One rail thing

There’s one important thing to think about before bemoaning the high cost of building a high-speed “bullet train” rail system in California.

It’s the cost of not building it.

As Cosmo Garvin writes this week in Bites, last week’s release of a new internal report questioning ridership and revenue projections for the $43 billion fast-train project caused every media outlet and policy wonk in the state to rush to judgment about the high-speed rail system’s high price tag.

Much of the response has been shortsighted.

In truth, results of the new study do not spark red flashing lights—they are hardly cause for alarm. The findings—that a forecast of nearly 117 million rail riders per year by 2030 is likely too optimistic—seems kind of obvious. Experts have been questioning the first-phase projections (that’s the link between San Francisco and Los Angeles) for a while. We actually find it heartening that experts at the California High-Speed Rail Authority have now examined and copped to this fact.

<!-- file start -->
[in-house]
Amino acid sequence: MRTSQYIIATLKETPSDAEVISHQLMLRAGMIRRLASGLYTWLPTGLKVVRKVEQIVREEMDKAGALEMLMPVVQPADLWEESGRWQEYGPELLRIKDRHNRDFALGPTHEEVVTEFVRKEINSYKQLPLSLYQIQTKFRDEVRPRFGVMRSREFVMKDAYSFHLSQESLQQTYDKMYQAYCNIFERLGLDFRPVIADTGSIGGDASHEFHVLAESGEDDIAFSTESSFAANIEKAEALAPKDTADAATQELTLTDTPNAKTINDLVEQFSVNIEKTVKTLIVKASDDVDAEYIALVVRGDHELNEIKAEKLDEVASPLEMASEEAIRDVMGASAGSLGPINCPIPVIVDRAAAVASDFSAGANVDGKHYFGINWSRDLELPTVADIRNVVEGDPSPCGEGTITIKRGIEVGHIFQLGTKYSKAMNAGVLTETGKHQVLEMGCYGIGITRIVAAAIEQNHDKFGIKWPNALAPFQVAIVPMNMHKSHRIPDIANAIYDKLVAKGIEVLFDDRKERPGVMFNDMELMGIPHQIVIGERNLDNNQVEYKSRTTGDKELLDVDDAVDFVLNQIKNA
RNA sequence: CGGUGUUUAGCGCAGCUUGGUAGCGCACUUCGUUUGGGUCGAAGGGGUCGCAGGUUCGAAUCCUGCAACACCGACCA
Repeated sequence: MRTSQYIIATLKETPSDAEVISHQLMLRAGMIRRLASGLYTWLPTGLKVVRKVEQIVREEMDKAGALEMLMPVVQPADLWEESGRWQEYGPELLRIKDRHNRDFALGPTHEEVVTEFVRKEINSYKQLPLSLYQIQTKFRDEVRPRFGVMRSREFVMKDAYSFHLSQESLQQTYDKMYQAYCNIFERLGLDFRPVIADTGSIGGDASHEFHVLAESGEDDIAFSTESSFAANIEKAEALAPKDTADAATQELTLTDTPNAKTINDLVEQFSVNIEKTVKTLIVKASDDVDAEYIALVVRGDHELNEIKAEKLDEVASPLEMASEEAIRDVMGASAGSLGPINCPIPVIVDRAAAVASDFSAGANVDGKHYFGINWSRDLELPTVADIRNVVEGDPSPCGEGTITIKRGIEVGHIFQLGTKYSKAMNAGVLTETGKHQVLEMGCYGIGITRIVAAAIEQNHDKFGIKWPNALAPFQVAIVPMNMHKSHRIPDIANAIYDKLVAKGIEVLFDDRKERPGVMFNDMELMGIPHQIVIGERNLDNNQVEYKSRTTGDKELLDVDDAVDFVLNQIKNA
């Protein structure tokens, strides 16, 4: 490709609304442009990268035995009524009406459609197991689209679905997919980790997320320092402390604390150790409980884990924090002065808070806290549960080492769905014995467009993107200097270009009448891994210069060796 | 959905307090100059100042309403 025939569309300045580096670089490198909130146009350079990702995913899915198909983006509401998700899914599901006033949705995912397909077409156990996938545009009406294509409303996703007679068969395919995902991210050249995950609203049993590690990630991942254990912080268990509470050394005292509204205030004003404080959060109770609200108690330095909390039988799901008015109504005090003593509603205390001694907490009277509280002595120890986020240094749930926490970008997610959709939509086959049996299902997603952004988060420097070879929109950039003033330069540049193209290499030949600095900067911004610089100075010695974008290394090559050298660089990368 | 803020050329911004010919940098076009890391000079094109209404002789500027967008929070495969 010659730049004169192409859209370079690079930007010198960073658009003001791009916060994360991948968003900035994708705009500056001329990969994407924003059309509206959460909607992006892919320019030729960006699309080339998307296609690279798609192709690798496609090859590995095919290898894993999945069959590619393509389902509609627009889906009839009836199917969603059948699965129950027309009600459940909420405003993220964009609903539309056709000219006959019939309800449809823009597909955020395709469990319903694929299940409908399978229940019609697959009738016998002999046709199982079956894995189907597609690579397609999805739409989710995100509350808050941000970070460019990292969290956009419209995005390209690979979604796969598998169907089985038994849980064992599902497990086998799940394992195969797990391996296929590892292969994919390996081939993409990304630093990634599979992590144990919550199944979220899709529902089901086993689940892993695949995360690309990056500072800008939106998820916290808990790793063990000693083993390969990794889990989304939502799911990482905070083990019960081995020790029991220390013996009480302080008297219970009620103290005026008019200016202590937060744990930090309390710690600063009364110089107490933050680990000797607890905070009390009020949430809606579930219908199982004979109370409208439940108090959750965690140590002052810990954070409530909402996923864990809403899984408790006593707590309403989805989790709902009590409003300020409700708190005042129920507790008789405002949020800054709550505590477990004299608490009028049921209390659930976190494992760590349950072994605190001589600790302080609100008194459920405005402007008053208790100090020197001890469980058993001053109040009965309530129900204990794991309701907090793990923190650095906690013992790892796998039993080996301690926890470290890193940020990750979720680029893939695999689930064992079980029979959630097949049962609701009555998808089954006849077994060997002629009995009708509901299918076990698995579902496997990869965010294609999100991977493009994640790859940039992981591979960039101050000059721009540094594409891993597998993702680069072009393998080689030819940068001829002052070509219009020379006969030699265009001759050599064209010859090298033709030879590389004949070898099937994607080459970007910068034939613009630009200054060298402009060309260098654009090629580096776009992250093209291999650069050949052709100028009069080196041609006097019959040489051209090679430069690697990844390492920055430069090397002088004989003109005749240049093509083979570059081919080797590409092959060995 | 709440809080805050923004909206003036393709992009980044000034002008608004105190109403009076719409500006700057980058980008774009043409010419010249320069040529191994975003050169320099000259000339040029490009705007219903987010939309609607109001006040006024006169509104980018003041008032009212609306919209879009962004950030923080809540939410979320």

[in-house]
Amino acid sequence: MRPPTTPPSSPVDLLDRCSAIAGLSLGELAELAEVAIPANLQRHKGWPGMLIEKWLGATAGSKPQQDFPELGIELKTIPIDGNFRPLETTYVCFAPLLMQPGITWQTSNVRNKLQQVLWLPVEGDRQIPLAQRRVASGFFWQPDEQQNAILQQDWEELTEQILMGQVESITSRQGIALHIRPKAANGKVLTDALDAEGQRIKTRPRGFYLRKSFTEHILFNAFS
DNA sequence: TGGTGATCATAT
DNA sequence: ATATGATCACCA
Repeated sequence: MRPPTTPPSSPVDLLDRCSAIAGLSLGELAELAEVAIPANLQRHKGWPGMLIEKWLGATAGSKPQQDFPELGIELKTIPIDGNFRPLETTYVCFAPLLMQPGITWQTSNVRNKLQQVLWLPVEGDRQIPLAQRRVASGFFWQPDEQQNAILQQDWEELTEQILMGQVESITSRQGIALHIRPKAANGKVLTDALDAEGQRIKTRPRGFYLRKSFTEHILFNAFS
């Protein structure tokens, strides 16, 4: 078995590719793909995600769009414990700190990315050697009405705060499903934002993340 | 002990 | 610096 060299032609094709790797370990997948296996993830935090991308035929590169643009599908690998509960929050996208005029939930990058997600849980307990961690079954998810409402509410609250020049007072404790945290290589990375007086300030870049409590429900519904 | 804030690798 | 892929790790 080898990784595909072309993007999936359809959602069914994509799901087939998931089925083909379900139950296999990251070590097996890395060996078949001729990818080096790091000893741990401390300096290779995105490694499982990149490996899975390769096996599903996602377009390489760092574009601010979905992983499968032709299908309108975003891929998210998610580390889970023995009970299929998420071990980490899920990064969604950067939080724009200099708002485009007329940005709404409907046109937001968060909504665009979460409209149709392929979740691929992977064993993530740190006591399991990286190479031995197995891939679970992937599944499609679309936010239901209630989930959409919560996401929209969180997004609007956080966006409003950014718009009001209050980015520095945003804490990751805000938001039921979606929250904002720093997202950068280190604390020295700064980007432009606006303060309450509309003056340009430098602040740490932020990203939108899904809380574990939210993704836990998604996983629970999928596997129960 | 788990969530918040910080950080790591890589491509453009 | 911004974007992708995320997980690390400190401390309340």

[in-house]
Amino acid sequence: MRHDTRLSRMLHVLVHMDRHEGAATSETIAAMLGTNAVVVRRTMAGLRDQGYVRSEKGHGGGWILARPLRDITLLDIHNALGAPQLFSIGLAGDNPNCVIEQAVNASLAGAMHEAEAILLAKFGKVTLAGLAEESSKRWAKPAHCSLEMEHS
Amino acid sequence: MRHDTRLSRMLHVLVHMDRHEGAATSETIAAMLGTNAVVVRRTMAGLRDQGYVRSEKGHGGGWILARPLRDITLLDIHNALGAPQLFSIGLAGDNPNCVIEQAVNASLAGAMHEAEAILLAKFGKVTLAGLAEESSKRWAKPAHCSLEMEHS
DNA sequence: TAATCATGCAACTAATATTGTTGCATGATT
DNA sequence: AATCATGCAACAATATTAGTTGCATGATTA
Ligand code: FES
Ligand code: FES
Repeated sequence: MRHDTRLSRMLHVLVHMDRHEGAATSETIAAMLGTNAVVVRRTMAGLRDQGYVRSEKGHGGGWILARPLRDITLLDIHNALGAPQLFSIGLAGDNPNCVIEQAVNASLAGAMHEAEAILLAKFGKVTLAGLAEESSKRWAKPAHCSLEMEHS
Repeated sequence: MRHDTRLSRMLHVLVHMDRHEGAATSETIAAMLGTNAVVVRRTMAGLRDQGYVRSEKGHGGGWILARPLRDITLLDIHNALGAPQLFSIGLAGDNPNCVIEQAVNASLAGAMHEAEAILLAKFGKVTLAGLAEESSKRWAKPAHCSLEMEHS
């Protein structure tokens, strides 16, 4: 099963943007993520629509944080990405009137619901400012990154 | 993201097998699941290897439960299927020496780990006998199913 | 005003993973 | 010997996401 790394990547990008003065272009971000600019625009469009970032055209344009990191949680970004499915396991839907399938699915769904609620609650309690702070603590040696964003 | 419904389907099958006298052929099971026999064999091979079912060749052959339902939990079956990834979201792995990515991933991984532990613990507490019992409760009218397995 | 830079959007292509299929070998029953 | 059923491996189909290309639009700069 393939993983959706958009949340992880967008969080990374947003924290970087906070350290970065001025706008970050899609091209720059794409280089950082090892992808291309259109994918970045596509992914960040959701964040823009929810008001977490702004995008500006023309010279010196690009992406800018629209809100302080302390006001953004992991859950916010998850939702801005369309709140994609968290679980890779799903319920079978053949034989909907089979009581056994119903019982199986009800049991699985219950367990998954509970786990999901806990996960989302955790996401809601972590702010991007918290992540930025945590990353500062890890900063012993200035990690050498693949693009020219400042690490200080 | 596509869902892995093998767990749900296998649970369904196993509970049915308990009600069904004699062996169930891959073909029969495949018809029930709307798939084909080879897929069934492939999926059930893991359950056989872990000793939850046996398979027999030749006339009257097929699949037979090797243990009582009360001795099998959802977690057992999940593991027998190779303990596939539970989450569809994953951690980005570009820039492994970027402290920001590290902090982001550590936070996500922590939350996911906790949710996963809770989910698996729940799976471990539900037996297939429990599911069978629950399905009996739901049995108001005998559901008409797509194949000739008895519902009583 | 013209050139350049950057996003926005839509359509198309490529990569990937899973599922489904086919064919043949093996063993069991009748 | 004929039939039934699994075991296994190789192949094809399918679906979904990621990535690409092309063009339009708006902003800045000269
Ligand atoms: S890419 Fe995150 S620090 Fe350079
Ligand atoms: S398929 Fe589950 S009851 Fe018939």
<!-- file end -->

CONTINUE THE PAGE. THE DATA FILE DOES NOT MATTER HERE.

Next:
We urge Gov. Jerry Brown and the Legislature to keep a keen watch over the project, but ultimately, the new report doesn’t change a thing. California stands to benefit from an investment in a “green” public-transit system, and the state’s voters know it. Studies show that building this system will save $100 billion that would otherwise be spent on concrete for new freeways and more airports.